WASHINGTON — President Donald Trump will go before the American people and a joint session of Congress on Tuesday night to deliver his third State of the Union address.
The speech comes less than 24 hours before the Senate is expected to vote to acquit the president in his impeachment trial.
Following Trump's address, Michigan Gov. Gretchen Whitmer and Texas Rep. Veronica Escobar will deliver the Democratic response.
Our VERIFY researchers will be fact-checking the claims and statements from both in real-time once the speech begins.
CLAIM: “In 8 years under the last administration, over 300,000 working-age people DROPPED OUT of the workforce. In just three years of my administration, 3.5 MILLION working-age people have JOINED the workforce.”
This claim is true, but needs context.
The number of people currently in the workforce is reflected by the Bureau of Labor Statistics “Labor Force Participation rate.” The labor force participation rate is the portion of the entire civilian population age 16 and older that is either employed or currently looking for work in the last four weeks. During President Obama’s two terms in office, the rate dropped from a high of 65.7 to 62.7 by the end of his terms. Since President Trump took office, the rate has grown from 63.8 percent to 63.2 percent. That comes out to roughly 3.7 million more people joining the workforce since President Trump took office. It’s worth noting that it’s not known whether the decrease under President Obama was actually due to people “dropping out” of the workforce as Trump claimed. At the time, the Obama administration attributed the decrease to retiring post- World War II Baby Boomers.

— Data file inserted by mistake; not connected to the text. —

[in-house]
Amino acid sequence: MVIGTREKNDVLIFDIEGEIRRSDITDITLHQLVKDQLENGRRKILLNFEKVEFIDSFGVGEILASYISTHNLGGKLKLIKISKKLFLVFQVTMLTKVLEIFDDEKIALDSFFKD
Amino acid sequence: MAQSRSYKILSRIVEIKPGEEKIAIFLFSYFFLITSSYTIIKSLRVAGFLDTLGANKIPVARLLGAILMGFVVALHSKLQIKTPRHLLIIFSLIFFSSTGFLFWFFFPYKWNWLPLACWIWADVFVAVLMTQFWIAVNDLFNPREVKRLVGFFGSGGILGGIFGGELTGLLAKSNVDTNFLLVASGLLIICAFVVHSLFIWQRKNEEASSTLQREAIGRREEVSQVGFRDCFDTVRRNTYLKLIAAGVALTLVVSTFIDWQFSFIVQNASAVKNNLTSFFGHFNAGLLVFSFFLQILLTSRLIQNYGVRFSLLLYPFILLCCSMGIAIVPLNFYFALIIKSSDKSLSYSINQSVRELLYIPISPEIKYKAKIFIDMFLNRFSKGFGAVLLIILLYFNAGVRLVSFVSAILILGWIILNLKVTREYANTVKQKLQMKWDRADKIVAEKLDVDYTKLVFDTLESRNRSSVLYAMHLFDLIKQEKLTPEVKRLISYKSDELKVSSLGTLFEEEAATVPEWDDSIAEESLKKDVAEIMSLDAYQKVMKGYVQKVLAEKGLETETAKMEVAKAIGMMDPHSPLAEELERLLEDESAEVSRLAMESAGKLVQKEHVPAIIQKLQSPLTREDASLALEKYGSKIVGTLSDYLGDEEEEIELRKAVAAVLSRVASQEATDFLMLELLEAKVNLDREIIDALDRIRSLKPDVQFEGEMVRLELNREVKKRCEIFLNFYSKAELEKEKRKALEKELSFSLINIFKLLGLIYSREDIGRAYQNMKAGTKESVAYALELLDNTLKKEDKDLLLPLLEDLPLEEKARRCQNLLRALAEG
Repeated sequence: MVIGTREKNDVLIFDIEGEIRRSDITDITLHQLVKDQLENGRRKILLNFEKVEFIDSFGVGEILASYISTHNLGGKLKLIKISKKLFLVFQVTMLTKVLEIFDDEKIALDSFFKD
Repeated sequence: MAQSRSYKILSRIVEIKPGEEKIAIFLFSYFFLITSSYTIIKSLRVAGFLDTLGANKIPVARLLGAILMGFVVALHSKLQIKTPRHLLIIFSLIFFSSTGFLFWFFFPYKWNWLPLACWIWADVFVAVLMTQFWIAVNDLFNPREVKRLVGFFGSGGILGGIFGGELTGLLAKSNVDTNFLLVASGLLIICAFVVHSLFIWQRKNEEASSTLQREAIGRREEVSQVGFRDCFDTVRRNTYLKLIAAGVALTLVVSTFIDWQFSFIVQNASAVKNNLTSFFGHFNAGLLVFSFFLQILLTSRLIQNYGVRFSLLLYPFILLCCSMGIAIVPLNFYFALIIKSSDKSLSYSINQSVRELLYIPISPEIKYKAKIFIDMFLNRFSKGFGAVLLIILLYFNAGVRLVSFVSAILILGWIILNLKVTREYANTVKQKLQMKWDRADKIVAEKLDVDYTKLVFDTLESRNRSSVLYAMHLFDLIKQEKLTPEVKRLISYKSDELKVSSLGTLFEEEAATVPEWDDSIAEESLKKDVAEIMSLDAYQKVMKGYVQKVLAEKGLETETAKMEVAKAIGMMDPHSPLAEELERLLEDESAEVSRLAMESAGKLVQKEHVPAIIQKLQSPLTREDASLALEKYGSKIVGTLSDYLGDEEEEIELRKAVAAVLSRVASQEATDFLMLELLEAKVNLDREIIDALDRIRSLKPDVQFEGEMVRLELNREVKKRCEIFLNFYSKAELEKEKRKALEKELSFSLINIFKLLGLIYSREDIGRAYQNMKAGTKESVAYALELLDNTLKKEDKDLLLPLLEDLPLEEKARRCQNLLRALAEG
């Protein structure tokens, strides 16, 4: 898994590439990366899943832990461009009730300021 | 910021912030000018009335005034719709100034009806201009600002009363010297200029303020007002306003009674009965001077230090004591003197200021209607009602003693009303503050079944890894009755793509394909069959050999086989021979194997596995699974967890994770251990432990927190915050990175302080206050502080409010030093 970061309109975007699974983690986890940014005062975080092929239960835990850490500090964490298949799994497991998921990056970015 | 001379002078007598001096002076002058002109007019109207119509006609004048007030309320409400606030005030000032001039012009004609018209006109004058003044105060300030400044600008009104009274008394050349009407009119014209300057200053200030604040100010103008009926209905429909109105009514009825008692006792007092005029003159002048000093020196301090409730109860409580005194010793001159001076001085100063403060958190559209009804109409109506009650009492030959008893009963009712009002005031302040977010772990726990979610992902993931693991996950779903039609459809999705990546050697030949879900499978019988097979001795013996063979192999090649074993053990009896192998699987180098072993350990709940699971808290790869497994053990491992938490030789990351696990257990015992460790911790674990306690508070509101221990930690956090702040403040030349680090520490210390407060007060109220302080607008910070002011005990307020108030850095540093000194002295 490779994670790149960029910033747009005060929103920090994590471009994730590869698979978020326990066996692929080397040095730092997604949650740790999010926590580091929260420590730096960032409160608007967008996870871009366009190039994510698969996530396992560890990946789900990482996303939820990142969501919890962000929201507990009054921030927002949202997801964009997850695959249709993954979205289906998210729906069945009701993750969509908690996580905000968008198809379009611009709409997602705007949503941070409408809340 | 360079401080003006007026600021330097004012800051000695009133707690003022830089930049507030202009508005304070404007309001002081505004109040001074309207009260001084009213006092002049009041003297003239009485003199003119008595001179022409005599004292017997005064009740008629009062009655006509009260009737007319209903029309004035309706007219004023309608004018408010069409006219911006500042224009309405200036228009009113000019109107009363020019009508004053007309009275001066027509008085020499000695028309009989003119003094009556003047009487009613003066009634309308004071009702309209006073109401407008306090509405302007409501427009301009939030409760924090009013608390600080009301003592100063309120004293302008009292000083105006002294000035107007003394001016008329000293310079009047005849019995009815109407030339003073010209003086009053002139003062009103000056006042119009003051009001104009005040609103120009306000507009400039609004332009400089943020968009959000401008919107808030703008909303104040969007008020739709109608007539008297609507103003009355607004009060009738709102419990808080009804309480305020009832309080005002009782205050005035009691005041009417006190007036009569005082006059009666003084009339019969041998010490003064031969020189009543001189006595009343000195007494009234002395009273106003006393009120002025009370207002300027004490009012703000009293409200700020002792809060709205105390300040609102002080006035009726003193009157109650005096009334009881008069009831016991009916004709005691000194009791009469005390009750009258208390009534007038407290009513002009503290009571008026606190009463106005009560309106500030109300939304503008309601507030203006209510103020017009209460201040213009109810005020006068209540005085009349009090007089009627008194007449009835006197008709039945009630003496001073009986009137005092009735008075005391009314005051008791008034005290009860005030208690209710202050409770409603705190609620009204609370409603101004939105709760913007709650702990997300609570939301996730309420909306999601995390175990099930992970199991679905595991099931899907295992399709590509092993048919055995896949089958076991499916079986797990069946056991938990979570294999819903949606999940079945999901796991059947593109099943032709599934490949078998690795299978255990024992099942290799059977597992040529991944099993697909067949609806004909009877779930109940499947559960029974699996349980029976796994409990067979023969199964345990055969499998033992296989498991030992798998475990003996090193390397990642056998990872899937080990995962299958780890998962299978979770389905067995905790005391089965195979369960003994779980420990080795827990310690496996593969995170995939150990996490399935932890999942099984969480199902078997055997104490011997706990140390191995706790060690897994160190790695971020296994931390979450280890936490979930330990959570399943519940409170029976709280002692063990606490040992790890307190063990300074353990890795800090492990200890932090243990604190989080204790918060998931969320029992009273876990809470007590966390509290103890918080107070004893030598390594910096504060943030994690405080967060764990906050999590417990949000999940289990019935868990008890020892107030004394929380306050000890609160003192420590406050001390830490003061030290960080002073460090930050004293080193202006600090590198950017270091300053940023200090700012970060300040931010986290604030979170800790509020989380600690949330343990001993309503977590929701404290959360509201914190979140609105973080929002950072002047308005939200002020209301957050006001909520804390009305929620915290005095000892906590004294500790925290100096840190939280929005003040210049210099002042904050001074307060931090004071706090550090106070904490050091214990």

- Jason Puckett
CLAIM: “Unemployment is at the lowest level in more than 50 years.”
This claim is true.
Currently, the last recorded unemployment rate-- December 2019-- was at 3.5%. The last time the unemployment rate was 3.5% or lower was in December 1969, 50 years ago.
- Eliana Block
CLAIM: "The median household income is now at the highest rate ever."
This claim is true.
Source: United States Census Bureau, Table H-8, Median Household Income by State
- Sarah Gahagan
CLAIM: “As a result of our unprecedented efforts, illegal crossings are down 75 percent since May -- dropping eight straight months in a row.”
So far, this claim is true but one month of data is not yet public.
The VERIFY Team took a look at data provided by U.S. Customs and Border Protection. The agency broke down the total number of border apprehensions on the southwest border on a monthly basis. The data demonstrates that the apprehensions peaked in May, 2019, when it skyrocketed to 144,116 apprehensions. According to the data, these arrests have dropped every single month since, and reached 40,620 in December, 2019. The data for January, 2020, has not yet been released to the public by CBP. If the number of apprehensions drop in January, this would in fact be eight straight months.
The drop from May, 2019 to December, 2019 is a reduction of roughly 72 percent.
Source: Customs and Border Protection
- Evan Koslof
CLAIM: “Under my administration, seven million Americans have come off food stamps and 10 million people have been lifted off of welfare.”
This claim is true but needs context.